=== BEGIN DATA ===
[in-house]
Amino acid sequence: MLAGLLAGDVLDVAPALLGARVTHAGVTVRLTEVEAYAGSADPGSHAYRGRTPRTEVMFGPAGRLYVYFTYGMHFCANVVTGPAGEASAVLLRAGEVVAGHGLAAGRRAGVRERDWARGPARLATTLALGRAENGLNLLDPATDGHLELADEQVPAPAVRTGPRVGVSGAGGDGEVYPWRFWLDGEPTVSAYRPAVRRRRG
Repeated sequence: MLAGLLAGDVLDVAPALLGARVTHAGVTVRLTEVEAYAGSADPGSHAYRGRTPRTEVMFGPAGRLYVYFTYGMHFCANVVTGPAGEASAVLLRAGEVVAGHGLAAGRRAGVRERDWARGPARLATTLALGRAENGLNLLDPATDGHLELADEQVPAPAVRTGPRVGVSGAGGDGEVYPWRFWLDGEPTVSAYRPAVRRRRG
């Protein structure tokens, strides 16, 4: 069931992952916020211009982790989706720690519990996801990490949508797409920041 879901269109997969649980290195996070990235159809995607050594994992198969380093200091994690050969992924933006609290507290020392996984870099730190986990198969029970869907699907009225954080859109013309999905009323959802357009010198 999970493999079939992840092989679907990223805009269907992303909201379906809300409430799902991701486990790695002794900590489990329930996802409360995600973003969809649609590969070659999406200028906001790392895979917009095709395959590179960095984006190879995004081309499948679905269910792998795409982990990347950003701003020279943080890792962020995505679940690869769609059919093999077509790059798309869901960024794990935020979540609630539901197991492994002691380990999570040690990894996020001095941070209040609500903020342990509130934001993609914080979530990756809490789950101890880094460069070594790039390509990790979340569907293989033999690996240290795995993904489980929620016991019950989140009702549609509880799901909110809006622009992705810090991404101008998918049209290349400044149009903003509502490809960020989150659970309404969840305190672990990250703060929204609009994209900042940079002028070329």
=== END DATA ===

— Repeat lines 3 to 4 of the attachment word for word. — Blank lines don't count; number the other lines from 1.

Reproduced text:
Repeated sequence: MLAGLLAGDVLDVAPALLGARVTHAGVTVRLTEVEAYAGSADPGSHAYRGRTPRTEVMFGPAGRLYVYFTYGMHFCANVVTGPAGEASAVLLRAGEVVAGHGLAAGRRAGVRERDWARGPARLATTLALGRAENGLNLLDPATDGHLELADEQVPAPAVRTGPRVGVSGAGGDGEVYPWRFWLDGEPTVSAYRPAVRRRRG
């Protein structure tokens, strides 16, 4: 069931992952916020211009982790989706720690519990996801990490949508797409920041 879901269109997969649980290195996070990235159809995607050594994992198969380093200091994690050969992924933006609290507290020392996984870099730190986990198969029970869907699907009225954080859109013309999905009323959802357009010198 999970493999079939992840092989679907990223805009269907992303909201379906809300409430799902991701486990790695002794900590489990329930996802409360995600973003969809649609590969070659999406200028906001790392895979917009095709395959590179960095984006190879995004081309499948679905269910792998795409982990990347950003701003020279943080890792962020995505679940690869769609059919093999077509790059798309869901960024794990935020979540609630539901197991492994002691380990999570040690990894996020001095941070209040609500903020342990509130934001993609914080979530990756809490789950101890880094460069070594790039390509990790979340569907293989033999690996240290795995993904489980929620016991019950989140009702549609509880799901909110809006622009992705810090991404101008998918049209290349400044149009903003509502490809960020989150659970309404969840305190672990990250703060929204609009994209900042940079002028070329």